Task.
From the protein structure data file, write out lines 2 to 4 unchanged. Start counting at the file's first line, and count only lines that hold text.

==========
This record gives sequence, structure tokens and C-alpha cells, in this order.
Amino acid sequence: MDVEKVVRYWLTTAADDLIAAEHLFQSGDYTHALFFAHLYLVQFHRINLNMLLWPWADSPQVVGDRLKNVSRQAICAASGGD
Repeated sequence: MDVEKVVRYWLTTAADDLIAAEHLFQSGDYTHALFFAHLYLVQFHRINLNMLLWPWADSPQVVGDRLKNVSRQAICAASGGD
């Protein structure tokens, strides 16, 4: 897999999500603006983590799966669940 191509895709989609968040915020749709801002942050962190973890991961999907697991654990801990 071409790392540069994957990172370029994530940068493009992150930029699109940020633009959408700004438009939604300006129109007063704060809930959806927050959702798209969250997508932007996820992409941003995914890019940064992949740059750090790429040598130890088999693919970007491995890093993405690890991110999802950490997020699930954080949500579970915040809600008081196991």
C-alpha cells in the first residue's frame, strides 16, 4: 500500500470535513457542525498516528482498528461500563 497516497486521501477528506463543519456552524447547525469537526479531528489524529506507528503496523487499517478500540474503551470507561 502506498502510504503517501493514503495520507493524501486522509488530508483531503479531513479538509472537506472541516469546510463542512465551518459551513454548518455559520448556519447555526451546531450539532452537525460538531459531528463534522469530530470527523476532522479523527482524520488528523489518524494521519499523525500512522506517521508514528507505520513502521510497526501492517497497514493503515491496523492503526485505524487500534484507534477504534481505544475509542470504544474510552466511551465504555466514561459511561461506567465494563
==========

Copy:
Amino acid sequence: MDVEKVVRYWLTTAADDLIAAEHLFQSGDYTHALFFAHLYLVQFHRINLNMLLWPWADSPQVVGDRLKNVSRQAICAASGGD
Repeated sequence: MDVEKVVRYWLTTAADDLIAAEHLFQSGDYTHALFFAHLYLVQFHRINLNMLLWPWADSPQVVGDRLKNVSRQAICAASGGD
């Protein structure tokens, strides 16, 4: 897999999500603006983590799966669940 191509895709989609968040915020749709801002942050962190973890991961999907697991654990801990 071409790392540069994957990172370029994530940068493009992150930029699109940020633009959408700004438009939604300006129109007063704060809930959806927050959702798209969250997508932007996820992409941003995914890019940064992949740059750090790429040598130890088999693919970007491995890093993405690890991110999802950490997020699930954080949500579970915040809600008081196991």